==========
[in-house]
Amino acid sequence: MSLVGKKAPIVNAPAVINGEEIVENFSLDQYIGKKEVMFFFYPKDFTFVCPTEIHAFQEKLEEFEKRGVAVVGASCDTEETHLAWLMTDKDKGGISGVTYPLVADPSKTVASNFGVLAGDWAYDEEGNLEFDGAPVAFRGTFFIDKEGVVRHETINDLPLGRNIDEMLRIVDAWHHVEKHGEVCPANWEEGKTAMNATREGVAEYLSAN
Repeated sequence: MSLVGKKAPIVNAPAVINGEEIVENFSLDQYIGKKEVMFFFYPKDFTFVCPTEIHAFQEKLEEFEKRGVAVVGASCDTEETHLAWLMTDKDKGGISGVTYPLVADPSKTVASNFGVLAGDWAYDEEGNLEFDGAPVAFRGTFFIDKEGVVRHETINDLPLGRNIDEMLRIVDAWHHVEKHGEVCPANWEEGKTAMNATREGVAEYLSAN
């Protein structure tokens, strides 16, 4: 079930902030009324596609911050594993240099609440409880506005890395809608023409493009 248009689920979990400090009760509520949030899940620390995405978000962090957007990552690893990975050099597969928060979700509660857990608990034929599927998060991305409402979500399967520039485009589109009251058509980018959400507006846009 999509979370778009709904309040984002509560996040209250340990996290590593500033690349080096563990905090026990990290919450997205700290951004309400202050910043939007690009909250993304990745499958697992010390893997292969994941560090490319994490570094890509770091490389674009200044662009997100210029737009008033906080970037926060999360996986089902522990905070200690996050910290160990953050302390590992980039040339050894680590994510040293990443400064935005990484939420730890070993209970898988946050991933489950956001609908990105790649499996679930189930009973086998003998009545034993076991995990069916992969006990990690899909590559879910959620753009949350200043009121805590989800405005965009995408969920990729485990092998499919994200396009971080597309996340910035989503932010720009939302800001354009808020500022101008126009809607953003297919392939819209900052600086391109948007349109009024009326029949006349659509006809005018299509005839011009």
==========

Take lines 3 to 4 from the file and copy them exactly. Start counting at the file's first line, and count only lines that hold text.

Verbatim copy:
Repeated sequence: MSLVGKKAPIVNAPAVINGEEIVENFSLDQYIGKKEVMFFFYPKDFTFVCPTEIHAFQEKLEEFEKRGVAVVGASCDTEETHLAWLMTDKDKGGISGVTYPLVADPSKTVASNFGVLAGDWAYDEEGNLEFDGAPVAFRGTFFIDKEGVVRHETINDLPLGRNIDEMLRIVDAWHHVEKHGEVCPANWEEGKTAMNATREGVAEYLSAN
């Protein structure tokens, strides 16, 4: 079930902030009324596609911050594993240099609440409880506005890395809608023409493009 248009689920979990400090009760509520949030899940620390995405978000962090957007990552690893990975050099597969928060979700509660857990608990034929599927998060991305409402979500399967520039485009589109009251058509980018959400507006846009 999509979370778009709904309040984002509560996040209250340990996290590593500033690349080096563990905090026990990290919450997205700290951004309400202050910043939007690009909250993304990745499958697992010390893997292969994941560090490319994490570094890509770091490389674009200044662009997100210029737009008033906080970037926060999360996986089902522990905070200690996050910290160990953050302390590992980039040339050894680590994510040293990443400064935005990484939420730890070993209970898988946050991933489950956001609908990105790649499996679930189930009973086998003998009545034993076991995990069916992969006990990690899909590559879910959620753009949350200043009121805590989800405005965009995408969920990729485990092998499919994200396009971080597309996340910035989503932010720009939302800001354009808020500022101008126009809607953003297919392939819209900052600086391109948007349109009024009326029949006349659509006809005018299509005839011009």